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Laxmi and ors. Vs. Parameshwari Hengsu and ors. - Court Judgment

LegalCrystal Citation
SubjectFamily;Property
CourtKarnataka High Court
Decided On
Case NumberCivil Revn. Petn. Nos. 931, 1173 and 1681 of 1967
Judge
Reported inAIR1969Kant175; AIR1969Mys175; ILR1968KAR931; (1968)2MysLJ454
ActsHindu Succession Act, 1956 - Sections 2, 3(1), 4(1), 7(2), 8 and 30(1); Madras Aliyasanthana Act, 1949 - Sections 35, 35(2), 36, 36(3), 36(4), 36(5), 36(6) and 37; Indian Succession Act, 1925; Constitution of India - Article 254
AppellantLaxmi and ors.
RespondentParameshwari Hengsu and ors.
Excerpt:
- karnataka rent act, 1999.[k.a. no. 34/2001]. section 27(2)(r) :[k. ramanna,j] bona fide requirement of landlord - landlord requiring premises for his/her personal use and occupation no proper challenge to the evidence let in by the landlord held, the requirement of the landlord to be presumed. there is no place for considering comparative hardship under the act. where the landlord claimed that he has inherited the property under a will and there was no challenge by other legatees or claimants, the tenant cannot challenge the genuineness of the will. - the said applications were opposed both by the surviving 22nd defendant as well as by defendants 11, 12 and 16. defendants 11, 12 and 16 contended that each one of the defendants 22, 23 and 24 was a separate nissanthathi kavaru and.....order1. these revision petitions, which are directed against a common order made by the civil judge at mangalore on two interlocutory applications before him, raise a common question of law as to whether and if so, in what manner, the provisions of sub-section (2) of section 7(2) of the hindu succession act, 1956, (central act 30 of 1956) operate on the death of a party in a suit for partition of the properties of a hindu family governed by the aliyasanthana law.2. the details of the previous proceedings in this matter to the extent necessary for the disposal of the above question are briefly the following:3. the parties are governed by the aliyasanthana law prevalent in the district of south kanara. they constituted a family or kutumba descended from a common ancestress majekke. one.....
Judgment:
ORDER

1. These Revision Petitions, which are directed against a common order made by the Civil Judge at Mangalore on two interlocutory Applications before him, raise a common question of law as to whether and if so, in what manner, the provisions of sub-section (2) of Section 7(2) of the Hindu Succession Act, 1956, (Central Act 30 of 1956) operate on the death of a party in a suit for partition of the properties of a Hindu family governed by the Aliyasanthana law.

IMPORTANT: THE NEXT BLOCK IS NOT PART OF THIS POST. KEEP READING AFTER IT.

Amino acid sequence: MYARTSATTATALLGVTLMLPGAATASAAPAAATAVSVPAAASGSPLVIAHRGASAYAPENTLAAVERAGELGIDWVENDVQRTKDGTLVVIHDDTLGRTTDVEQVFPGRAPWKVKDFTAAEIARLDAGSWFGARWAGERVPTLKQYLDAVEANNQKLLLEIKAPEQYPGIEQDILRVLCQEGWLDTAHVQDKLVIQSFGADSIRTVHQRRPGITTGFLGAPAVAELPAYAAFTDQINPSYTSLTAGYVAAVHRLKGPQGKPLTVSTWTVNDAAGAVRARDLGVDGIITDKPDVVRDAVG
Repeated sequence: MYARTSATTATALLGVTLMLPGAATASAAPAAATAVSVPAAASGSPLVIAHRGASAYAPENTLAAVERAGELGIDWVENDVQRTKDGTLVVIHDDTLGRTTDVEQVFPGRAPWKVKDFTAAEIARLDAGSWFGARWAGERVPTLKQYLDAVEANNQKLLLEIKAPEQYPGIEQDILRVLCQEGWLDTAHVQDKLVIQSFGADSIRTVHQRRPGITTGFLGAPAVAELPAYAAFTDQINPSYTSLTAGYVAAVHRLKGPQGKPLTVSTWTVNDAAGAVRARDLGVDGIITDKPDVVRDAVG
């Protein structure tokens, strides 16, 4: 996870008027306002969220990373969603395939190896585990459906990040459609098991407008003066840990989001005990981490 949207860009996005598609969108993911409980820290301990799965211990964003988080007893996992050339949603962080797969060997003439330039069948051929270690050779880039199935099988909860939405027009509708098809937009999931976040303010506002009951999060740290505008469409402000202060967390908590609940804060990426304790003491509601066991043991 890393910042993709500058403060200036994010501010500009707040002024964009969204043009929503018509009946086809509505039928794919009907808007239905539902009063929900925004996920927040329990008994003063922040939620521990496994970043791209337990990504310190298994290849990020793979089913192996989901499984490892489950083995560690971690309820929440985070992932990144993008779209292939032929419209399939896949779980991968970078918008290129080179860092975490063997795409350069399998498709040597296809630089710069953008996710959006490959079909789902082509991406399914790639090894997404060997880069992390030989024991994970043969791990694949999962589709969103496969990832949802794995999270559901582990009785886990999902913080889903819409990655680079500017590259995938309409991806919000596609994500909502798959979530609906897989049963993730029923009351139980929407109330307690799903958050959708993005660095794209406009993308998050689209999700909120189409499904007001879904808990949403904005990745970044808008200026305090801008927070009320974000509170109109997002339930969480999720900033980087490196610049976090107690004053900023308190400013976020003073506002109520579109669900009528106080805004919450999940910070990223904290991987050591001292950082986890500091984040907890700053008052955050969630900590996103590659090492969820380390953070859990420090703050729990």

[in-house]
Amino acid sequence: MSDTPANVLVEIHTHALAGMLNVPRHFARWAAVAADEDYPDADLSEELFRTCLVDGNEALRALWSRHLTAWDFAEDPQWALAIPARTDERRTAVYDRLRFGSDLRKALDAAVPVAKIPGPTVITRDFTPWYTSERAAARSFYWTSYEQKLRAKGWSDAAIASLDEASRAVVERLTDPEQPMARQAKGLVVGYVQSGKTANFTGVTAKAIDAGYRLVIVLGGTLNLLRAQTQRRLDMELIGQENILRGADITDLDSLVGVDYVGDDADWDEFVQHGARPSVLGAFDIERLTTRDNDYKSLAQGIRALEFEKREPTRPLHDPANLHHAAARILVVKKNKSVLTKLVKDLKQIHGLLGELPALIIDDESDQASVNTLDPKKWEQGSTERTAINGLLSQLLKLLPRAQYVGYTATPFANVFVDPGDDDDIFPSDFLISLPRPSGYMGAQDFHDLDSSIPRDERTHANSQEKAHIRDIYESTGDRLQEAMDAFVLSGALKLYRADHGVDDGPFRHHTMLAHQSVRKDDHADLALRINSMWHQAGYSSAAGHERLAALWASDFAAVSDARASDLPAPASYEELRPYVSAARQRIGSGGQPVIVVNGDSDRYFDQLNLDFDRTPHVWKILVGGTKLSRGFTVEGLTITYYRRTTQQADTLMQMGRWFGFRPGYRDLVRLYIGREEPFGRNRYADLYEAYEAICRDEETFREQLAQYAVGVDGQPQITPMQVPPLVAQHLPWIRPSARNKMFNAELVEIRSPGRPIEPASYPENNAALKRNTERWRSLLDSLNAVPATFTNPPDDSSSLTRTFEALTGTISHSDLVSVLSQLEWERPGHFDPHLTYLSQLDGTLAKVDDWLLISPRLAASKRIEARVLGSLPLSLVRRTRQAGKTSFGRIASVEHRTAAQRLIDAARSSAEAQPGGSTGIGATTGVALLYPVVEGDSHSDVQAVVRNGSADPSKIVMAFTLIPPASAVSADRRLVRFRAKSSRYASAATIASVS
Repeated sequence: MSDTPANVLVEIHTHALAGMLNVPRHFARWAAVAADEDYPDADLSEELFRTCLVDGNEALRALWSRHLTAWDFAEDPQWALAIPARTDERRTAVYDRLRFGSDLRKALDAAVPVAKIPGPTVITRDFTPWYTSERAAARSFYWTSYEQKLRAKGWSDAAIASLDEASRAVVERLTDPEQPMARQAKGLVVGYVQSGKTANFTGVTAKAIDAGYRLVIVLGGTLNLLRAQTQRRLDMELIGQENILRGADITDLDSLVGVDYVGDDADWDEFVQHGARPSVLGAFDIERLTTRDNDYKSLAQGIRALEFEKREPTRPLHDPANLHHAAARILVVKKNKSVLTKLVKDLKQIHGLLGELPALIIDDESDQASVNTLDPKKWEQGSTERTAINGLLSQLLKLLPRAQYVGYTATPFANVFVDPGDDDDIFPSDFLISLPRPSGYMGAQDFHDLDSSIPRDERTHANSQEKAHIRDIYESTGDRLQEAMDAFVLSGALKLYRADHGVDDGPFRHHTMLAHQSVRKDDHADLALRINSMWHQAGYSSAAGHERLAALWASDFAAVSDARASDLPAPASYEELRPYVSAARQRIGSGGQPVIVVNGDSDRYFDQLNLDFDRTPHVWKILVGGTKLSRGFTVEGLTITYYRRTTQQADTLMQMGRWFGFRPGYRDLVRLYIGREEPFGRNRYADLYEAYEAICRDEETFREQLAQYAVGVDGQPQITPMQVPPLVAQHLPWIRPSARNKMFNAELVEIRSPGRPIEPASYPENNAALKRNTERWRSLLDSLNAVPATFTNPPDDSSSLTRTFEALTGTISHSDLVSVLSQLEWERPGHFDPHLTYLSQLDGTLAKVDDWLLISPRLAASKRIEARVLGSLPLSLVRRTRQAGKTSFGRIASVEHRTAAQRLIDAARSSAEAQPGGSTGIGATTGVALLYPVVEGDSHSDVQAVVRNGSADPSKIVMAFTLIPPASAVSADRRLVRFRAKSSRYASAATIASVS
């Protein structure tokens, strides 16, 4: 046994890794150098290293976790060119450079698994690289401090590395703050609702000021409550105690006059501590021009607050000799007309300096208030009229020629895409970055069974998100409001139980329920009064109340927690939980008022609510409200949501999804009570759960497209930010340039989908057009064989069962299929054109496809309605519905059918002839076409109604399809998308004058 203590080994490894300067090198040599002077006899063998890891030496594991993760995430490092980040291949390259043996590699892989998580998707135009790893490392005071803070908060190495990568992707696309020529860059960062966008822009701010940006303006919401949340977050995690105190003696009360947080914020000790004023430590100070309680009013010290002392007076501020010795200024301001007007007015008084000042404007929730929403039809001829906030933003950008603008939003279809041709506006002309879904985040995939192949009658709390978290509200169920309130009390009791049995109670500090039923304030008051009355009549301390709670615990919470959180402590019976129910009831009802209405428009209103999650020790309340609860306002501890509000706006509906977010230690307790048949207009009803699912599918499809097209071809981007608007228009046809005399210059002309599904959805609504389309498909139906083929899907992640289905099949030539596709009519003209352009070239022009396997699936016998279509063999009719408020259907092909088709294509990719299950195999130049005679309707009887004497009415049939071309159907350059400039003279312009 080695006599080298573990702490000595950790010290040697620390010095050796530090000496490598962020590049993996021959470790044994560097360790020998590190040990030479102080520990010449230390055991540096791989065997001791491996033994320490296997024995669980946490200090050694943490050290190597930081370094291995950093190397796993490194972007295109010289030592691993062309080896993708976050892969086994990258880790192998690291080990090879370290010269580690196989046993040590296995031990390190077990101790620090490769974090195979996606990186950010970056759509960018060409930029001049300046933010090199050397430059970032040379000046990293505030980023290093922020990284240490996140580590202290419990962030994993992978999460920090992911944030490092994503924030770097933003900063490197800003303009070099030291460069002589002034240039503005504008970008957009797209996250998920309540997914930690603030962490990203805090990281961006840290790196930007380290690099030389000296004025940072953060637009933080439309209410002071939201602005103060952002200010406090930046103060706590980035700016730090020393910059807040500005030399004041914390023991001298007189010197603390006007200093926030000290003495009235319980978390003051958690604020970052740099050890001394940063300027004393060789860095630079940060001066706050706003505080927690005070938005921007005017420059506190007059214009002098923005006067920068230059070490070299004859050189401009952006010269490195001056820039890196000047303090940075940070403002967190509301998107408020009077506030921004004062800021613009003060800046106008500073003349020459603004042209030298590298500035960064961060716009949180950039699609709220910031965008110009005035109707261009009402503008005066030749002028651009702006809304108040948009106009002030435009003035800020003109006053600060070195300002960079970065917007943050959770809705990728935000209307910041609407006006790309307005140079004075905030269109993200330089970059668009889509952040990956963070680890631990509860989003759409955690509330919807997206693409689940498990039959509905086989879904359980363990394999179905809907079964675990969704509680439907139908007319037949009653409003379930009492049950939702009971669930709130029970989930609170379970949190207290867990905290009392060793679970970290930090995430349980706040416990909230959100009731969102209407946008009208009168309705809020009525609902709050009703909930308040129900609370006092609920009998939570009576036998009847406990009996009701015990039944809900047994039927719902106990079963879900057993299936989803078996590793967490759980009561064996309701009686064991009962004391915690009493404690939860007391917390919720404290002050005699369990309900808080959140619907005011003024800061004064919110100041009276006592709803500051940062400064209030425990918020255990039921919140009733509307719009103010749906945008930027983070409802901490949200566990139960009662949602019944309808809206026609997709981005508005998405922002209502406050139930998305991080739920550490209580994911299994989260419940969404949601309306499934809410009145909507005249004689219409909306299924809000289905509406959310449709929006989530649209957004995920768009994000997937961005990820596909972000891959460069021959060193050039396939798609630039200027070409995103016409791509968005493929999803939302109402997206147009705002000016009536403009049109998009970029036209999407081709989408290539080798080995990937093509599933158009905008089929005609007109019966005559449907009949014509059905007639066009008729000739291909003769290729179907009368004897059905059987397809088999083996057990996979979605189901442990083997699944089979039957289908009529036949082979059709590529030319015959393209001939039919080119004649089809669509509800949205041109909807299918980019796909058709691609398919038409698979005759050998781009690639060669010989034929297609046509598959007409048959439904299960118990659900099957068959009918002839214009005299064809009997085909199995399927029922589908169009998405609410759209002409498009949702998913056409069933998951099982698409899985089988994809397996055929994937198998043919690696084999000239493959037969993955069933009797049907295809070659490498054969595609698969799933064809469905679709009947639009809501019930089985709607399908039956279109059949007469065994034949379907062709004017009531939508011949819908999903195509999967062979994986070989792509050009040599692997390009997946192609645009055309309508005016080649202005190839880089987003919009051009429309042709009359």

2. The details of the previous proceedings in this matter to the extent necessary for the disposal of the above question are briefly the following:

3. The parties are governed by the Aliyasanthana law prevalent in the District of South Kanara. They constituted a family or kutumba descended from a common ancestress Majekke. One Parameshwari and a daughter and a son of hers as plaintiffs instituted Original Suit No. 91 of 1950 before the Court of the Subordinate Judge at South Kanara for partition of its properties, pursuant to and in the light of the provisions of the Madras Aliyasanthana Act 1949, (Madras Act IX of 1949). Apart from the contentions based on the merits of their case, one important defence to the suit was that a certain award decree made in Original Suit No. 314 of 1924 on the file of the District Munsiff, Mangalore, amounted to a partition within the meaning of sub-section (6) of Section 36(6) of the Madras Aliyasanthana Act. This was made the subject of issue No. 1. The trial court decided this issue against the plaintiffs and held that the suit for partition was not therefore sustainable. Although it recorded findings on some of the other issues also including issue No. 3 regarding the shares to which members or several branches are entitled in the event of there being a decree for partition, the Court ultimately dismissed the suit in view of its finding on the first issue.

4. There was an appeal presented against the decree dismissing the suit to the Madras High Court. After the reorganisation of the states, the said appeal stood transferred to this Court and was renumbered R. A. (M) 64 of 1956. On the question of law raised by the first issue the members of the original Bench which heard the appeal differed in their opinion resulting in a reference to a third Judge. The ultimate decision was that the previous award decree did not amount to a partition so as to make so as to make the present suit unsustainable. Accordingly, a preliminary decree for partition was passed on 28th June 1961 by this Court and the suit remanded for further proceedings.

5. Regarding the quantum of shares themselves, this Court held:--

'The learned Advocates on both sides are agreed that the suit be decreed for partition in respect of the plaint schedule immoveable properties; they also agreed that the shares be divided as indicated in para 17 of the trial Court's judgment. We direct that a preliminary decree for partition of the plaint schedule immoveable properties be drawn up accordingly.'